Appendix cancer has affected very few, about 1-2 individuals per million. The 5-year survival rate of this cancer depends upon many factors. These involve the stage, mostly at the time of diagnosis, size, and the type of tumor. This rate for grade 1 or grade 2 gastrointestinal neuroendocrine tumors involving such types of tumors of the appendix ranges from 67-97% showing its growth and metastasis. The estimation for anal cancer might show variation in the result with a better diagnosis or treatment that was available for less than five years.
Statistics of Appendix Cancer
A Primary appendix tumour is a cancer that begins in the appendix. Based on the Appendix Cancer Statistics, it is rare, affecting just 1 to 2 people per million 1.
The 5-year survival rate of Appendix Cancer shows the percentage of persons who live for at least five years after being diagnosed with cancer. This rate is determined by many factors, including the stage and grade of the disease at the time of diagnosis, the kind, and the size of the tumor.
The 5-year survival rate for grade 1 or grade 2 GI neuroendocrine tumors, which includes such kinds of tumors of the appendix, is between 67 percent and 97 percent. The survival rate is determined by the tumor’s size and the extent to which it has grown or spread.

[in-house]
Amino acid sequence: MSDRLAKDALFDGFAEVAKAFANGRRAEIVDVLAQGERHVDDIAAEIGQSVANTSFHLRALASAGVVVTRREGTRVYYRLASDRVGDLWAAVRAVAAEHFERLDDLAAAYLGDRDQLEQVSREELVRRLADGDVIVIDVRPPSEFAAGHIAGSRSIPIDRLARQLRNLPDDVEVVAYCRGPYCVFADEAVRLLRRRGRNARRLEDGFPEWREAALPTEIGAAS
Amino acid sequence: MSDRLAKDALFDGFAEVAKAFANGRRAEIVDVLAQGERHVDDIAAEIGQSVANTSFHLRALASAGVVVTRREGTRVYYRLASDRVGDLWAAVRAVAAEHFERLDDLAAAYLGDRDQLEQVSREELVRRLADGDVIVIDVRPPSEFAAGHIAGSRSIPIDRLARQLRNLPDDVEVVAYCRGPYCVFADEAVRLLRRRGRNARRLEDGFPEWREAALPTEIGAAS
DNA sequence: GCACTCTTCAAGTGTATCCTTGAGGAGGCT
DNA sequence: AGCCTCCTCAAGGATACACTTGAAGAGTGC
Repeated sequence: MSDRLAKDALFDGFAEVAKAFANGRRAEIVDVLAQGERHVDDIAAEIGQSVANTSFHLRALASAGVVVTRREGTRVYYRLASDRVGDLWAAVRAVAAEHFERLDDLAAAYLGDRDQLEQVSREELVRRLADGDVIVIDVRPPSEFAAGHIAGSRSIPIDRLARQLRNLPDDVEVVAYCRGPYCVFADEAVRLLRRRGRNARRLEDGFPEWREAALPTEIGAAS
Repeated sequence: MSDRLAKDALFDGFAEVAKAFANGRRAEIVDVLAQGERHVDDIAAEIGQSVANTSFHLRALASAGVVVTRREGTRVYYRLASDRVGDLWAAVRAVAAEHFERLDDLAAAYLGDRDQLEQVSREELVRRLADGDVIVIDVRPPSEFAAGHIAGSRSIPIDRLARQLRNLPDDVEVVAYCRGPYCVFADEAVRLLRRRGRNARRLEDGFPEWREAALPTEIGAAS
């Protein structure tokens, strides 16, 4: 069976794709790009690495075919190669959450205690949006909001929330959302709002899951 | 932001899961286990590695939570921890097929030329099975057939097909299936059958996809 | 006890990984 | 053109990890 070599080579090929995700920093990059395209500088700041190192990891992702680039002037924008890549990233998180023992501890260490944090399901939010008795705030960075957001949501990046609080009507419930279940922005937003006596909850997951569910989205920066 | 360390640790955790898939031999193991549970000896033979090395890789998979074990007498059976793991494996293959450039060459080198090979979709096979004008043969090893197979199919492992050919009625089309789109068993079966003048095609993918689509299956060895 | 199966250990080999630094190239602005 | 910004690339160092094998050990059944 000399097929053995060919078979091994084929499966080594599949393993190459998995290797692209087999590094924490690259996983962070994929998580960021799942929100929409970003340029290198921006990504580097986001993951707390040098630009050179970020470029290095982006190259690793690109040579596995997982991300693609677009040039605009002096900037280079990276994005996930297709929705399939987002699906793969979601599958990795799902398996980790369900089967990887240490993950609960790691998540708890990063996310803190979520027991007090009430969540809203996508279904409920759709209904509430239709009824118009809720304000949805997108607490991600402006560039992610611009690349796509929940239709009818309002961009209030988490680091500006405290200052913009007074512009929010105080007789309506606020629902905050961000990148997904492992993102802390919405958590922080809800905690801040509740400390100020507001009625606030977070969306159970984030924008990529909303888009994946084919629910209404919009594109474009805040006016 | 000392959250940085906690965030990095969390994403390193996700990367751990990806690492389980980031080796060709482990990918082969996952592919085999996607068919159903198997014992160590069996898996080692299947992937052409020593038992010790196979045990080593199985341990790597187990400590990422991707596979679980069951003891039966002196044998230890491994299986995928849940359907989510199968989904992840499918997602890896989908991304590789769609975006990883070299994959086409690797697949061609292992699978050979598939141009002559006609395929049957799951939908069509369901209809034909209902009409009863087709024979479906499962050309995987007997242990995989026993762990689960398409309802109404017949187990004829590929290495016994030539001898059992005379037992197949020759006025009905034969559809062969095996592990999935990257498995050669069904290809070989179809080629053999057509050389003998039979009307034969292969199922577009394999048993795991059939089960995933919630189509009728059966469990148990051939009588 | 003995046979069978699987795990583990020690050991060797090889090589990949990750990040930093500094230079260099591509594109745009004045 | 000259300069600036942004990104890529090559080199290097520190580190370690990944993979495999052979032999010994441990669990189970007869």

Other types of appendix cancer are rare. So, talk to your doctors about the factors affecting your specific diagnosis.
You should note that these survival rates are only estimates. The figure is based on yearly data on the number of people in the United States who have this cancer 2. Experts also take a look at the survival numbers every five years. As a result, the estimate may not show the outcomes of improved diagnosis or therapy that has been available for less than five years.
- 1.McCusker M, Coté T, Clegg L, Sobin L. Primary malignant neoplasms of the appendix: a population-based study from the surveillance, epidemiology and end-results program, 1973-1998. Cancer. 2002;94(12):3307-3312. doi:10.1002/cncr.10589
- 2.Marmor S, Portschy P, Tuttle T, Virnig B. The rise in appendiceal cancer incidence: 2000-2009. J Gastrointest Surg. 2015;19(4):743-750. doi:10.1007/s11605-014-2726-7